Shhh. Don’t tell anyone, but I prefer serving in the nursery to attending the “grown up” classes with my age mates.
When I move to a new ward, I always start by asking the Primary president if she needs help with the nursery classes.
What’s not to like? There are toys, snacks, and a lot of action songs. And I can roll around on the floor during class, barking like a dog with fewer raised eyebrows than if I do the same in Gospel Doctrine.
And the kids are incredibly cute.
[Photo credit: nendra_gunawan via Creative Commons]
They are full of wonder at the world, like the child Wordsworth describes as seeing “splendour in the grass.” They are mesmerized by my beaded floral skirt. They tell engaging stories about their boo-boos of the week. They give me warm hugs. Even if I can’t quite understand what they are saying, they are entirely earnest.
But I’m also forging bridges from free-for-all play to a more structured environment.
On the surface, I appear to be just playing with them, but behind the scenes, I am working to discern their preferred modes of learning, communicating, and problem solving. Who is visual? Who is verbal? Who is kinesthetic? I’m also trying to figure out their interests so that I can design activities that help them transition from play time to their next church environment: the more structured classroom and sharing time of junior Primary.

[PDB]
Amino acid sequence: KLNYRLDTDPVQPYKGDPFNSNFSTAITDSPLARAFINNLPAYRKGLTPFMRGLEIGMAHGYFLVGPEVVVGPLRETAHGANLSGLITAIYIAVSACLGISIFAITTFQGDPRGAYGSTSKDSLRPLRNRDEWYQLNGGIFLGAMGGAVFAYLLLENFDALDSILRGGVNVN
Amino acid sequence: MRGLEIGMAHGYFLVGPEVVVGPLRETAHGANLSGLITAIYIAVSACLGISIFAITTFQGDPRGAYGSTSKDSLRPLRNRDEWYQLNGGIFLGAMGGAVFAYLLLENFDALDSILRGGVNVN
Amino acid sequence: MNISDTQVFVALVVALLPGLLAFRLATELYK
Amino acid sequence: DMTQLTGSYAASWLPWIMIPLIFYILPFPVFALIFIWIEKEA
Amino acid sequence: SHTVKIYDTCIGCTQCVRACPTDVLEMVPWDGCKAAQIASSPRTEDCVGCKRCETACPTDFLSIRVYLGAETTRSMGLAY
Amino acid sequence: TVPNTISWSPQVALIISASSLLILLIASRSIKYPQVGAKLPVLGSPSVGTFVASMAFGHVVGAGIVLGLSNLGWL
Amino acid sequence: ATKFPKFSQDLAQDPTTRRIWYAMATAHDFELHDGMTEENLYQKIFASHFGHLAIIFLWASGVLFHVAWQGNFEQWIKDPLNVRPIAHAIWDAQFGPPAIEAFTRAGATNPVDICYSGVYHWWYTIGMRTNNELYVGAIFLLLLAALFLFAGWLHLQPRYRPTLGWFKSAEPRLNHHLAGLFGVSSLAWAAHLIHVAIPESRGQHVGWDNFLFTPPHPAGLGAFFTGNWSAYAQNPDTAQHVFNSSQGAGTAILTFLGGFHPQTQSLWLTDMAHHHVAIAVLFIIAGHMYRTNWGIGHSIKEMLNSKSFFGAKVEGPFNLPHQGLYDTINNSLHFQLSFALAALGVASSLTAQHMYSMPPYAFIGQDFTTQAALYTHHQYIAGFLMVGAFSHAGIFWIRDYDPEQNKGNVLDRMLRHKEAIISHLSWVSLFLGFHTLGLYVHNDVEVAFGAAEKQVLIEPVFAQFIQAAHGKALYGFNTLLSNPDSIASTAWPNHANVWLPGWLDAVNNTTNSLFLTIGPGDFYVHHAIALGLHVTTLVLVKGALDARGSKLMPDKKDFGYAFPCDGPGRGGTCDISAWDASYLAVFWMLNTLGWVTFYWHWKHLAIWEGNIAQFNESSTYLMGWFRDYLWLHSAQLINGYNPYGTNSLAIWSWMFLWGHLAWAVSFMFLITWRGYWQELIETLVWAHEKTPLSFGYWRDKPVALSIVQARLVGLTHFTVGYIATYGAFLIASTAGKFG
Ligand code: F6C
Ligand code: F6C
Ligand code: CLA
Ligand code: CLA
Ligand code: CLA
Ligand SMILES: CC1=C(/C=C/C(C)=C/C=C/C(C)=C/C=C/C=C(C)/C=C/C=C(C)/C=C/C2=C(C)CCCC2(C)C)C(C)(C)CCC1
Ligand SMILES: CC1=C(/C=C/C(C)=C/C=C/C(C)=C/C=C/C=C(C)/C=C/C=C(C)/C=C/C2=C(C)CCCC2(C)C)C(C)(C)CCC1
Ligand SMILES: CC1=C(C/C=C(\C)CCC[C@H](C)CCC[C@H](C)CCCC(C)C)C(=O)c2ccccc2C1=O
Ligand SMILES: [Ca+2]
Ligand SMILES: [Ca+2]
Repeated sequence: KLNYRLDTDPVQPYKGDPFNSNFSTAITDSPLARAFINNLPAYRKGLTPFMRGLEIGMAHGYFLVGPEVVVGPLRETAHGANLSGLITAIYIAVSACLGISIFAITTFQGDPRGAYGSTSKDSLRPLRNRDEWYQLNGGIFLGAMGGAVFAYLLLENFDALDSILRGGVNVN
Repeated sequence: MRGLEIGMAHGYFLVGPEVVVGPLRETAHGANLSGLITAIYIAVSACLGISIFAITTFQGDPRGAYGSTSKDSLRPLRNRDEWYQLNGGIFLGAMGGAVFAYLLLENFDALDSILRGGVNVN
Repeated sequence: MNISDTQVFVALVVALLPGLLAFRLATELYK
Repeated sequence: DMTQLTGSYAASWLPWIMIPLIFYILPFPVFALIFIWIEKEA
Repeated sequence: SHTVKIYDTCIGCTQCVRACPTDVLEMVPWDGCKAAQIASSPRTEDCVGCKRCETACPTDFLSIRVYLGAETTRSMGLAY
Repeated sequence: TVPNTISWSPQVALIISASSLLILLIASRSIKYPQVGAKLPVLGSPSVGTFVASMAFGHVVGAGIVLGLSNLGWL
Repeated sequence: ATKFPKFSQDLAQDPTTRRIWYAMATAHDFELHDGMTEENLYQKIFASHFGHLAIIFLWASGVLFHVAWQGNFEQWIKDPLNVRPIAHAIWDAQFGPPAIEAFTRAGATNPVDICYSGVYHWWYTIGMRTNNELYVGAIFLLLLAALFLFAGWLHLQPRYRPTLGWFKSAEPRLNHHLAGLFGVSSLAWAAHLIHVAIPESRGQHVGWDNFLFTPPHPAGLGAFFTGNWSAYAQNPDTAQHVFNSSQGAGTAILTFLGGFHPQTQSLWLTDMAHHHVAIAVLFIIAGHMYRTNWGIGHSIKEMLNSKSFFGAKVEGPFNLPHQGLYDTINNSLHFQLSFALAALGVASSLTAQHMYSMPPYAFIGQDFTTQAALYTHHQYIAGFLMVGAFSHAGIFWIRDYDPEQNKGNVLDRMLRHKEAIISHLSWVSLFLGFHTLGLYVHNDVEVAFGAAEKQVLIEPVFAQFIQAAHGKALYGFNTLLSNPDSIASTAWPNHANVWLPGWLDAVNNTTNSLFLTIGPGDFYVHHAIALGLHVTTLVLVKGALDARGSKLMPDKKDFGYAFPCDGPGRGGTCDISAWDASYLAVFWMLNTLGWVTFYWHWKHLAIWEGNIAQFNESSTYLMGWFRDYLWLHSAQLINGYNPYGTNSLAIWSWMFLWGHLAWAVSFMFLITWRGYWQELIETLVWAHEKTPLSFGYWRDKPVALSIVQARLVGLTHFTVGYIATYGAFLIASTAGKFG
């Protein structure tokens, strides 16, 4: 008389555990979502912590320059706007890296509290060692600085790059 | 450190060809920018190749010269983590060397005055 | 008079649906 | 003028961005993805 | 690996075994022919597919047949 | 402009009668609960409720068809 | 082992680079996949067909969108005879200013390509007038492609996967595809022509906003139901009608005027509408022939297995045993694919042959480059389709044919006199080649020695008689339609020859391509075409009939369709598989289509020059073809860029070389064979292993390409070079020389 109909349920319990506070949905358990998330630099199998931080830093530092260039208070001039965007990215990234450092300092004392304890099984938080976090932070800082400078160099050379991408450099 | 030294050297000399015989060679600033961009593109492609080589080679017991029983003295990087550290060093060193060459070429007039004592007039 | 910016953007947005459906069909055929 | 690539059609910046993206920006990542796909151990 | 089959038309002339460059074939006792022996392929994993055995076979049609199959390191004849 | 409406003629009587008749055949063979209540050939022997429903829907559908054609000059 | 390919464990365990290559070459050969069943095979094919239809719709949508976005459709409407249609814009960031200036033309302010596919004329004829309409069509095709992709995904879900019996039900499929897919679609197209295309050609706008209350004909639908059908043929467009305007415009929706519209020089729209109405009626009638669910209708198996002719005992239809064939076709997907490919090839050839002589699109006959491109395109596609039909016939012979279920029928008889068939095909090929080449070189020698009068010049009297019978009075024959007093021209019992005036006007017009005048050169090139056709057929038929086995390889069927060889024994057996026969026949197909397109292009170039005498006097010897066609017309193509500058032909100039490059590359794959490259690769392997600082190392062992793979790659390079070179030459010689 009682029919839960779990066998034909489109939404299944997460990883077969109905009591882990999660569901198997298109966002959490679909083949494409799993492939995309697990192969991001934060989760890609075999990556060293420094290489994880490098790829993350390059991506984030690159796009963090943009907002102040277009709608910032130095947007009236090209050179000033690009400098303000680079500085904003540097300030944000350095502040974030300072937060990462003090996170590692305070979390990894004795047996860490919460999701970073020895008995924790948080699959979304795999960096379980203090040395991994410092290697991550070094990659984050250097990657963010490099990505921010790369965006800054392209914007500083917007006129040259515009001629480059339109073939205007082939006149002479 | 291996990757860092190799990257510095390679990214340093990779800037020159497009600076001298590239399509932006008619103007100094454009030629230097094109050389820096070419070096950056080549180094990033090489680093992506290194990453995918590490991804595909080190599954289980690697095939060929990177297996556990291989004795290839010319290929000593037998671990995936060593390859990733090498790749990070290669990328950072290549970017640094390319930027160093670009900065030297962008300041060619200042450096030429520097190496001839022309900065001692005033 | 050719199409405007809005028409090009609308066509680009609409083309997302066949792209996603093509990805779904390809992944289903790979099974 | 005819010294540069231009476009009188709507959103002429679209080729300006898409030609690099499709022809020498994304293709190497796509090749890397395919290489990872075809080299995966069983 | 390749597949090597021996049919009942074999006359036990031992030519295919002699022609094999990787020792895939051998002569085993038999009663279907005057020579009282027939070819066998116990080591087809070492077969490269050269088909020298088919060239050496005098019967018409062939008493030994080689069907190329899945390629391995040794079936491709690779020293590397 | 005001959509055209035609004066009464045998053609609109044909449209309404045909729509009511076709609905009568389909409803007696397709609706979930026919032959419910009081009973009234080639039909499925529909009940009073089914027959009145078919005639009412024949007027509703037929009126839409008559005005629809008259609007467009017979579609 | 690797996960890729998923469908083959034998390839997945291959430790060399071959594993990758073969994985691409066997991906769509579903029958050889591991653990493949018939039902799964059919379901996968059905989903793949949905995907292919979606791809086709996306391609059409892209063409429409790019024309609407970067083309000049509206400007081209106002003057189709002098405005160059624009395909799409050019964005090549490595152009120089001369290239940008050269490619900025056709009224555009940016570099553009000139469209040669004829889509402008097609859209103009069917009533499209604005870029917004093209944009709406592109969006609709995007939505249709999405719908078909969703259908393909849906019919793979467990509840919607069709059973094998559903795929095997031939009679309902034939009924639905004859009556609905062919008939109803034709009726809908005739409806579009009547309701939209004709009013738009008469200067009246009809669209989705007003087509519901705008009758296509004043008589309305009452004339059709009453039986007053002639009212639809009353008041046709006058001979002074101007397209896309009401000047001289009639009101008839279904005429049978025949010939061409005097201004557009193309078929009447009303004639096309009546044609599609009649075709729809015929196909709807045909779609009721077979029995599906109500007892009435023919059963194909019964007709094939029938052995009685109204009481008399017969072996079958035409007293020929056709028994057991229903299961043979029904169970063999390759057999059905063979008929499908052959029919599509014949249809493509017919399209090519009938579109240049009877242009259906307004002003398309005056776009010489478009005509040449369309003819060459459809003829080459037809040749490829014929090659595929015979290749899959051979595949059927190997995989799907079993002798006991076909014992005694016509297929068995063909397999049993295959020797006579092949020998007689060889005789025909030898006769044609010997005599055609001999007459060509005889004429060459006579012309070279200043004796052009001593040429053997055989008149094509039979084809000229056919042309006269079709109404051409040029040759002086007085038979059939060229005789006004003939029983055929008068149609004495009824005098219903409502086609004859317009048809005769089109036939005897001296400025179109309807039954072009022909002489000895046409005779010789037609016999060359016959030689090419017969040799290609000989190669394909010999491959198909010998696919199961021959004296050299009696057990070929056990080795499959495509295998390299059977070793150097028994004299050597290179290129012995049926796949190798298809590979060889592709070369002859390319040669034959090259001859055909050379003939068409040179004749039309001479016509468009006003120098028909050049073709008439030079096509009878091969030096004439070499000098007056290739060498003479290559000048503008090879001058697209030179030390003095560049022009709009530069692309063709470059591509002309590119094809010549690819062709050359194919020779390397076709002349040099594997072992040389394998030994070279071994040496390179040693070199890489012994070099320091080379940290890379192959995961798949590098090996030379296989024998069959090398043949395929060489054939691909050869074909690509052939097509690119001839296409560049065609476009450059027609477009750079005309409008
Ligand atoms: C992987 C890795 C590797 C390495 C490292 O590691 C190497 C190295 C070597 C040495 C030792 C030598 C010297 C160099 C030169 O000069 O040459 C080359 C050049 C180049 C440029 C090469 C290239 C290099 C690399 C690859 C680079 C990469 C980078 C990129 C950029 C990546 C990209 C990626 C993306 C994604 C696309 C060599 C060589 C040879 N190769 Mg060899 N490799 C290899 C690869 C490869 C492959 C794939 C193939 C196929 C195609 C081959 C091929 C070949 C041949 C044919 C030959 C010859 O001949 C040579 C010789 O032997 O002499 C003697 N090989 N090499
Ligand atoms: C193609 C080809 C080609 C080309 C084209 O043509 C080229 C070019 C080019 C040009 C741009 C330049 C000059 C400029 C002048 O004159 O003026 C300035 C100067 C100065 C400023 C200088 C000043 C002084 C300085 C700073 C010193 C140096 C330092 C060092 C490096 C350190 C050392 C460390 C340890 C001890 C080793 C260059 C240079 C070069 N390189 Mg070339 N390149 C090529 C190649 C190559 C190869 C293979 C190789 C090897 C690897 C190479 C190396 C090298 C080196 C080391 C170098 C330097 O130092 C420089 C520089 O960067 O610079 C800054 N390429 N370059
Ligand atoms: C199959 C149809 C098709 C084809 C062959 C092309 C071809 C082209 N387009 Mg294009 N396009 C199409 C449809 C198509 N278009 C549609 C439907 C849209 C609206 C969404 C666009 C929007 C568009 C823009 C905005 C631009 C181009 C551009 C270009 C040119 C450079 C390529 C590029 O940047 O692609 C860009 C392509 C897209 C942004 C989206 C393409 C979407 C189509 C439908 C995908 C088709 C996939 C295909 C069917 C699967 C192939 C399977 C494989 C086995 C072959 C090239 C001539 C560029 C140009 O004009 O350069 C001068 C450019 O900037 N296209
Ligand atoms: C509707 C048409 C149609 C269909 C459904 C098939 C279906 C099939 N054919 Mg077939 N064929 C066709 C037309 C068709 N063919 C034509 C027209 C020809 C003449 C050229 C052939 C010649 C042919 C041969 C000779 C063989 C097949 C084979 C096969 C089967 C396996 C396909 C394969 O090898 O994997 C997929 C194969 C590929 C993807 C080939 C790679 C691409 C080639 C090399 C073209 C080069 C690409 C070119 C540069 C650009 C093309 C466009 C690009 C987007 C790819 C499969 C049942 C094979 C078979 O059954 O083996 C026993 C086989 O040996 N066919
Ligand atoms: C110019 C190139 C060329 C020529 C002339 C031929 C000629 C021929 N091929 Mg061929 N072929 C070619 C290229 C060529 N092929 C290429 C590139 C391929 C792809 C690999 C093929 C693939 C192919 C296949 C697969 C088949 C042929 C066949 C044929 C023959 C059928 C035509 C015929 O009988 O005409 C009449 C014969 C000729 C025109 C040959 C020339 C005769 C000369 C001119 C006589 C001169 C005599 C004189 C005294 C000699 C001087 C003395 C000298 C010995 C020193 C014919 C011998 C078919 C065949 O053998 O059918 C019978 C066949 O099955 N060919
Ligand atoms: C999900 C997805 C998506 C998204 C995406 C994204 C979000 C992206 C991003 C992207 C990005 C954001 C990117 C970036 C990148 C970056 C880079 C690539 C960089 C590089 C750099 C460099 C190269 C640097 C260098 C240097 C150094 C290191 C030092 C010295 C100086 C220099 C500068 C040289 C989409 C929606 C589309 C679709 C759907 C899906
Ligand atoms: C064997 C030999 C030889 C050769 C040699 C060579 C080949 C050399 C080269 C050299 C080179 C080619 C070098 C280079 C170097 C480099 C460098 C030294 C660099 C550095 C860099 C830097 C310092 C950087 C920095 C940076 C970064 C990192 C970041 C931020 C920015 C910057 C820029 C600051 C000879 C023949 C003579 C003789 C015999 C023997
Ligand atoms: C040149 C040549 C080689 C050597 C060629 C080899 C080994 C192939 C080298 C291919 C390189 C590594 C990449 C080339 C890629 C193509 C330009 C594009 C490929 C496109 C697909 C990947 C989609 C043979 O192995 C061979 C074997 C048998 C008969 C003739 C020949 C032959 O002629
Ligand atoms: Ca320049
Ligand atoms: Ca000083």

When the lesson doesn’t go as planned, I can just throw that all out the window and start singing or hugging or start a “show and tell” game. Now, wouldn’t that be fun option for Relief Society if the lesson isn’t going well?
Ultimately, each child is a mystery. When I get “stuck” trying to stick to my lesson plans, I try to accept the invitation to set aside my education theory and let love be my guide. I see through a glass darkly, as St. Paul admonishes.
These children have eternity before them. They are full of infinite possibilities. By taking the long view, I’m not really that much further down the path than they. Sometimes when I’m in the nursery, time collapses on itself. I feel the past, present and future converge. It’s an honor to inhabit briefly the same time and space with them. .
And if I ever return to sharing a classroom with grown up saints, I hope to regard my age mates with the same degree of wonder. And maybe if I brought popcorn balls for all the grown up class members, the Sunday School president would let me offer a dramatic rendition of “Popcorn Popping.” At minimum, I bet I could sit on the floor and play with the kids who are not quite ready for nursery –but very ready to be wiggly, like me.